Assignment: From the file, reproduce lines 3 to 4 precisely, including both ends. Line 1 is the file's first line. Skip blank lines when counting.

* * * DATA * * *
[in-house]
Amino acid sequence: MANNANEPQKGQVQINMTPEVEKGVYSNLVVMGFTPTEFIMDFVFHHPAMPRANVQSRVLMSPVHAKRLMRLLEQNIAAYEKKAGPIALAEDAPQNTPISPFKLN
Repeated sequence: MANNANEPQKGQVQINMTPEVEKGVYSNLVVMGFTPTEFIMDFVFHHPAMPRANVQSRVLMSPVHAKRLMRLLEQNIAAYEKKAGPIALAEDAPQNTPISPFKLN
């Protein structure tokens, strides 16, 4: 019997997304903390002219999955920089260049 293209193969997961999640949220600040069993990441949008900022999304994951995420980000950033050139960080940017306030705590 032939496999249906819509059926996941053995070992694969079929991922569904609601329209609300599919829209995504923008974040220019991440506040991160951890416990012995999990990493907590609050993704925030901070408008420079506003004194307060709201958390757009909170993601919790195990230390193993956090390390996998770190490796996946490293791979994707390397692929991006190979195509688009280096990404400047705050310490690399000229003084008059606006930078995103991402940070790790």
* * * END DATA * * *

Repeated sequence: MANNANEPQKGQVQINMTPEVEKGVYSNLVVMGFTPTEFIMDFVFHHPAMPRANVQSRVLMSPVHAKRLMRLLEQNIAAYEKKAGPIALAEDAPQNTPISPFKLN
């Protein structure tokens, strides 16, 4: 019997997304903390002219999955920089260049 293209193969997961999640949220600040069993990441949008900022999304994951995420980000950033050139960080940017306030705590 032939496999249906819509059926996941053995070992694969079929991922569904609601329209609300599919829209995504923008974040220019991440506040991160951890416990012995999990990493907590609050993704925030901070408008420079506003004194307060709201958390757009909170993601919790195990230390193993956090390390996998770190490796996946490293791979994707390397692929991006190979195509688009280096990404400047705050310490690399000229003084008059606006930078995103991402940070790790």